It was supposed to be a first of its kind, an initial public offering for a single building.
But it didn’t pan out.
Etre Financial LLC, based in New York, had been attempting to create a way to give investors the chance to buy shares in specific buildings via the Nasdaq. Its test case was 1201 Connecticut Avenue, known as the Longfellow Building.
Etre inked a contract to purchase the building and hoped to launch an IPO this week, but the offering never took place and as of Friday, the contract to acquire the building has expired.
Paul Frischer, president and chief executive of Etre, said that because the idea was so new to investors, management didn’t have sufficient time to answer all of the questions raised about the idea in the time allotted by Securities and Exchange Commission rules.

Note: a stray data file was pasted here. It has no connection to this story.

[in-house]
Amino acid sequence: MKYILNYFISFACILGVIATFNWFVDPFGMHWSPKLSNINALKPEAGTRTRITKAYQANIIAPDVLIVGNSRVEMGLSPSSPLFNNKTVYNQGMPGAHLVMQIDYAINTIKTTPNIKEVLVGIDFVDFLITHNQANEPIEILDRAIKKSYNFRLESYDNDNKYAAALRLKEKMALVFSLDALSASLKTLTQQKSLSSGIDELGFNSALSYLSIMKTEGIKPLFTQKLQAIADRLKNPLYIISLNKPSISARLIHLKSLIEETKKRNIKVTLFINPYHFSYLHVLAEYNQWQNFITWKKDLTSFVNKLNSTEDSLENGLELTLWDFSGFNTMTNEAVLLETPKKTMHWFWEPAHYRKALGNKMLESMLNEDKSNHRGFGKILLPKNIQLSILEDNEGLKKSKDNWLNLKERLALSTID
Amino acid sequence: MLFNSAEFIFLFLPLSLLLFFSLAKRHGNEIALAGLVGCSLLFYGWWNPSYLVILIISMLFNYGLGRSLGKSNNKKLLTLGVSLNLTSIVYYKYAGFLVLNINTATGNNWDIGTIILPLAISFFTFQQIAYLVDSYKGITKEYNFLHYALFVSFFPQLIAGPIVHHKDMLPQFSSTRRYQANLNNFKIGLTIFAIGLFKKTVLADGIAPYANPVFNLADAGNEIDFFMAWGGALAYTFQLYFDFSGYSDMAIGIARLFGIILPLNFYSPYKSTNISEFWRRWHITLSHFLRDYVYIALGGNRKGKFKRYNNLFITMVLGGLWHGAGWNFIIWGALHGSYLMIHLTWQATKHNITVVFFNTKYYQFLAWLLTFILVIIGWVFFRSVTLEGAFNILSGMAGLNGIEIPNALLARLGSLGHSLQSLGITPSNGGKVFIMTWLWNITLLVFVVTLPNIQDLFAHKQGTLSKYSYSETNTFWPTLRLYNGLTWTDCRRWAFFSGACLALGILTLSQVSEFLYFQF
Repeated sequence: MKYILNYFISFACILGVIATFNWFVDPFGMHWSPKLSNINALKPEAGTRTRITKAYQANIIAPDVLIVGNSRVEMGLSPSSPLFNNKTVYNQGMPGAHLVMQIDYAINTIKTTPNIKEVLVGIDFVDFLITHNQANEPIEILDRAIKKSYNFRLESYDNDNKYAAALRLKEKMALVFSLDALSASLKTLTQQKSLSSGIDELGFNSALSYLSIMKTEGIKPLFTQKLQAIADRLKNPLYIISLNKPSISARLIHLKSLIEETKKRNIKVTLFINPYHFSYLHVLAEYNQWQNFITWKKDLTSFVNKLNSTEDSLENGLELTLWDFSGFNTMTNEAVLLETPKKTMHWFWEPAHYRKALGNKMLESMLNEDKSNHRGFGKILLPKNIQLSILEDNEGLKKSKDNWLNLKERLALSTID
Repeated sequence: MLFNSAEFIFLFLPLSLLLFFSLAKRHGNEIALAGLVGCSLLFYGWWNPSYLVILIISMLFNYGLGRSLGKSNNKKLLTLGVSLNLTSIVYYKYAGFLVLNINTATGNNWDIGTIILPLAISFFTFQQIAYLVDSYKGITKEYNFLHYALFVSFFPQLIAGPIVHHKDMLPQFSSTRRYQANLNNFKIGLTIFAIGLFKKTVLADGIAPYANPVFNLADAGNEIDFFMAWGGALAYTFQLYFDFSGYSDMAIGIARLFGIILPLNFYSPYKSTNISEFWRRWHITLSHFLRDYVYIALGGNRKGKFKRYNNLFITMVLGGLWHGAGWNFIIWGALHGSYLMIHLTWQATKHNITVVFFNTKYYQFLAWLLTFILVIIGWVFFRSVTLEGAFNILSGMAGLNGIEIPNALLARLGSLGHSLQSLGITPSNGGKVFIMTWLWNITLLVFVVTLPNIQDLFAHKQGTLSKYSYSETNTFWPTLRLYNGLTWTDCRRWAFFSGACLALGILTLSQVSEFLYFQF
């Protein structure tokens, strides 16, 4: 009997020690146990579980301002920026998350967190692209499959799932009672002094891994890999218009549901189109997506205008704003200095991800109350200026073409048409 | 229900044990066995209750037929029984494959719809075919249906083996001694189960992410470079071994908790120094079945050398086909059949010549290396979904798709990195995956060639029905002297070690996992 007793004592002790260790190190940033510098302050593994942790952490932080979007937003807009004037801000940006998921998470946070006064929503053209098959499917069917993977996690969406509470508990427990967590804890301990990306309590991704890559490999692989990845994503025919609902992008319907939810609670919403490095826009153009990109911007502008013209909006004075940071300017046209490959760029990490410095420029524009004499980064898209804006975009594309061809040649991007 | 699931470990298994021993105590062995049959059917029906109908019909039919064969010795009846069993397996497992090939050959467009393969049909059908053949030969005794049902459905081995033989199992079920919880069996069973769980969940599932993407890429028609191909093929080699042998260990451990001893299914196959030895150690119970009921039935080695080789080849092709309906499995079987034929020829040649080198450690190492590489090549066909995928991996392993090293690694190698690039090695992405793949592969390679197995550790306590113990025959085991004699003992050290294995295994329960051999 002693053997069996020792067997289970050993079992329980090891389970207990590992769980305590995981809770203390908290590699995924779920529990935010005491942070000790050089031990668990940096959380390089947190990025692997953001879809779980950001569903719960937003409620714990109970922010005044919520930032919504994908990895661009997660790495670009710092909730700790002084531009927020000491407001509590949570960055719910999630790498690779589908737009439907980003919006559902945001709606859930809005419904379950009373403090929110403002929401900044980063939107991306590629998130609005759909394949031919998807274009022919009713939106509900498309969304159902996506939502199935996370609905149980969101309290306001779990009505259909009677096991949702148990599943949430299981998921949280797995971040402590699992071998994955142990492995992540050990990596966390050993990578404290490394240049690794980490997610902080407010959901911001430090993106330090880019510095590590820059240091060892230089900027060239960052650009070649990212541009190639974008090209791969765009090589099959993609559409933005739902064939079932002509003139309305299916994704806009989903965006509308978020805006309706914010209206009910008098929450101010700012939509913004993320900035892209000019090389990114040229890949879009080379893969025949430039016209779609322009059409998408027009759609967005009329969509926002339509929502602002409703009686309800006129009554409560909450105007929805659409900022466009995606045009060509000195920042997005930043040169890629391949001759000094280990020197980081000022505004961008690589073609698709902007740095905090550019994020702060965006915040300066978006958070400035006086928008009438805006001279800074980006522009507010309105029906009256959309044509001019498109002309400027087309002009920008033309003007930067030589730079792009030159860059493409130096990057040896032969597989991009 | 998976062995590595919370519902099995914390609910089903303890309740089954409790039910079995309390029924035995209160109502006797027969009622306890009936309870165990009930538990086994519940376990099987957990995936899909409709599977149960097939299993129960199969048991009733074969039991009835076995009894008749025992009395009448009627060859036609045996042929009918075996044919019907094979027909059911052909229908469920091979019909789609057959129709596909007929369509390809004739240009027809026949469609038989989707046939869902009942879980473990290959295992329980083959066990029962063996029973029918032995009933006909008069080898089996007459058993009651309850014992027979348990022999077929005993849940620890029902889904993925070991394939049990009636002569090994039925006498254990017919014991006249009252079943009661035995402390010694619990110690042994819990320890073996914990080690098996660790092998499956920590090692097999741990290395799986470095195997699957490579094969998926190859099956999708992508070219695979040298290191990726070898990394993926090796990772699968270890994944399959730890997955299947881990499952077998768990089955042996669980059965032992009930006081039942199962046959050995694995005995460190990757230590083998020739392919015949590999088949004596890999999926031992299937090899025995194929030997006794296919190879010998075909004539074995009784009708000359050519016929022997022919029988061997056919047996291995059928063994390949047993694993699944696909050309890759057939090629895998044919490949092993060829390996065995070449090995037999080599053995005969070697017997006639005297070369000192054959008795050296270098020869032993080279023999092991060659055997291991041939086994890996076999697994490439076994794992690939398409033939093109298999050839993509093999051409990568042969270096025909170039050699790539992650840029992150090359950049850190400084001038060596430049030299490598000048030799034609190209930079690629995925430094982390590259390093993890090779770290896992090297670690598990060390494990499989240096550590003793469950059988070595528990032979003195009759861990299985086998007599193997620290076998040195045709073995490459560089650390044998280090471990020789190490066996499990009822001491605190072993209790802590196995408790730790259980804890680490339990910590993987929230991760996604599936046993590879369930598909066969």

“We just ran out of time,” Frischer said . “The truth is that everyone thinks it’s a cool idea. And we just didn’t have enough time in five days to talk about it.”
He said he still believes in the business model and that Etre will choose another building to acquire and bring to market. Now that more people understand the company’s idea and business model, he thinks it will be easier the second time around.
“Anytime you do something for the first time it takes a lot of people to learn about it,” he said.
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